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No goal line in sight Mike Rozier, Heisman Trophy winner and former NFL running back, nearly died a few months ago on a drug corner in his hometown of Camden, N.J. The shooting incident focused attention on a man and a city with...

March 02, 1997|By Mike Littwin | Mike Littwin,SUN STAFF

"Your mom tells you something, listen to her," he instructs a group of third- and fourth-graders. "Respect your older brothers and sisters. Say, yes ma'am and no ma'am. Once in a while, when your mom and dad give you money for candy, say thank you. Tell your mom and dad you love 'em. Nothing wrong with that.

"My mom and dad raised us right. I got five brothers. None of 'em went to jail. I got shot in Camden. That night, eight nurses fixed me up. Take care of yourself. Eat the right kind of food. Remember your hygiene. Brush your hair. Brush your teeth. Stay in school. Respect your teachers. Respect your parents. My problem, when I was in school, I couldn't read real well, so I hated school. I didn't tell nobody. I was embarrassed. If you have problems, ask your teacher. If you don't ask her today, ask her tomorrow. Don't be afraid. That's what they're here for."

He tells them he grew up in Camden. "If I made it," he says, "you can make it, too."

Rozier made it by running a 4.4-second 40-yard dash and thanks to a body built to bounce off tacklers. These kids may have a tougher time. And his speech gives some clues as to how he got where he is today.

He did grow up in the neighborhood, in the very house he lives in today, since remodeled and made livable, unlike many of the boarded-up houses that surround it. In Rozier's mind, his youth was idyllic. He tells of Saturday picnics, of mowed lawns, of pitch and catch with his brothers, of a loving mom and a strict dad, of friendly neighbors, of youth football and baseball in a town that no longer seems able to support youth sports. And as for neighbors, at Cramer, these days, there is a 40 percent annual turnover.

He tells the kids he was raised right, and he can point to brother Guy, the youngest of six children and a year younger than Mike, as evidence. Mike and Guy did everything together, up to and including playing ball at Nebraska together.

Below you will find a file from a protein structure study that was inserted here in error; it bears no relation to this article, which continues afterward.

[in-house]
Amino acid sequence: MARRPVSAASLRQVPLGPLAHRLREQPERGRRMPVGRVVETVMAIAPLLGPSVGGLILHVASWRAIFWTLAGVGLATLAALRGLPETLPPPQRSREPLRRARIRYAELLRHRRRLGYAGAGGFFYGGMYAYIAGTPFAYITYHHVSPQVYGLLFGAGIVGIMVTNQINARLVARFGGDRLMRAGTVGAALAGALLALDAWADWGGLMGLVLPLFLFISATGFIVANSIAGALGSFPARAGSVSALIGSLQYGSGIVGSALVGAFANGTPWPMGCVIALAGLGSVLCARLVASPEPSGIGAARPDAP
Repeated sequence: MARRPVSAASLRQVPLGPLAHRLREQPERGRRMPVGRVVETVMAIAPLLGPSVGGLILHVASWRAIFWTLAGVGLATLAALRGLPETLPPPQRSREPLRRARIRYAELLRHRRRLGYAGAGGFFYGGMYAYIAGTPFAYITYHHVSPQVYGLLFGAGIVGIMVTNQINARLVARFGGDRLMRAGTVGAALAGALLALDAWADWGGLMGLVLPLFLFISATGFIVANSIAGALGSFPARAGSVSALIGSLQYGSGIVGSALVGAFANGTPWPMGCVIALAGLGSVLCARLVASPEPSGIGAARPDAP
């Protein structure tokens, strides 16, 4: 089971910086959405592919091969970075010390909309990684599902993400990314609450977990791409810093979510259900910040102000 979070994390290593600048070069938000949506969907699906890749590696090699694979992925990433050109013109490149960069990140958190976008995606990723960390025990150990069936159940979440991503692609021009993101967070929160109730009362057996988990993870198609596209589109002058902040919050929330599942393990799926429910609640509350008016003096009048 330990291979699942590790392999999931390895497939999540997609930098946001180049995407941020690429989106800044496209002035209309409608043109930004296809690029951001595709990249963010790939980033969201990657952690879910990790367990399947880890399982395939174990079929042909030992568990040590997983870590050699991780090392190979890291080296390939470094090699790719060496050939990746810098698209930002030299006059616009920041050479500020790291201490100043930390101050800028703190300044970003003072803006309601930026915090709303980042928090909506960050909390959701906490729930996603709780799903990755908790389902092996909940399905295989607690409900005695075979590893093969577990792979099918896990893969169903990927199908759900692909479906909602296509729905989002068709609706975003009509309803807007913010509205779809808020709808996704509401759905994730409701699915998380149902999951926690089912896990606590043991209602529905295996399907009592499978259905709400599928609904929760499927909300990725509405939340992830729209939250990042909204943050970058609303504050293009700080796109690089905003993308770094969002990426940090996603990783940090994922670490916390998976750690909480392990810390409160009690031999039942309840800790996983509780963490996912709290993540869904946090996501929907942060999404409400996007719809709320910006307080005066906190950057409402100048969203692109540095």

Now Guy lives in New Haven, Conn. And he's as busy as Mike is not. Guy has four jobs. He owns a restaurant, a radio station and a nail salon, and he works at a high school as a counselor and a baseball coach. He loves his brother. He loves Camden. And he worries about both of them.

The problem, Guy says, is not where Mike lives. The problem is what happens when he's there.

"Mike is a walking legend," Guy says. "He's in the history books for life. He's even on the Sega and Nintendo cartridges. But Mike never wanted to be that guy. He didn't want to win the Heisman. He wanted to be a trashman, maybe own a trash-collecting business. He wanted to be a hometown guy. He never wanted to sever those ties.

"He thinks, everyone knows me, everyone loves me, I love everyone. Times have changed. I'm not saying he needs to run from Camden, but some parts of the environment he needs to pull away from because it's going to bring him down."

But maybe it's more than just Camden and more than just a poor choice of friends. Mike was always in trouble, and always getting out of trouble, because, from a young age, he was Mike Rozier, star athlete. This is a tale familiar to most of us by now. If Rozier stole a bike, he was told simply not to do it again. Allowances were made. They continue to be. Rozier tells the story of a recent episode on the New Jersey Turnpike. A cop stopped him going 100 miles an hour. The cop was a football fan, and all it cost Rozier was an autograph.

It's inside Cramer and inside all the schools to come that Rozier faced his real problems. Again, allowances were made. Again, the favors he received may not have been favors at all.

If you sit with Rozier and talk to him about his life, he rarely mentions football -- not the famous Orange Bowl game against Miami or the Heisman voting or the years in the NFL. He talks of his childhood. He talks of how he went to Coffeyville (Kan.) Junior College because his grades weren't good enough for Division I, and how he cried all the way on the bus ride there. He talks of his embarrassment at Nebraska when he struggled with his classes.

"Here I was," he says, "a big-time athlete and everybody was looking at me, and I couldn't do it, not the way they could do it. I always felt bad about that."

How bad? "If I had a bomb, I'd blow the place up."

Often, he'd think of leaving, even though he loved being at Nebraska. He just couldn't bear being in the classroom. Not even with his six tutors helping him.

"When I was in high school, they always tell you that in college they get somebody to do the work for you," he says. "I was looking forward to that. I ain't lyin' to you. I thought, you had a problem, they get somebody smart, take my classes for me, take my tests. That's what I always heard. They'd help you. But [take] tests, no way."

He didn't graduate; he stayed eligible.

And now he's back at Cramer telling the kids to do, maybe, better.

When Braxton, the principal, looks at Rozier, she sees one more kid in need.

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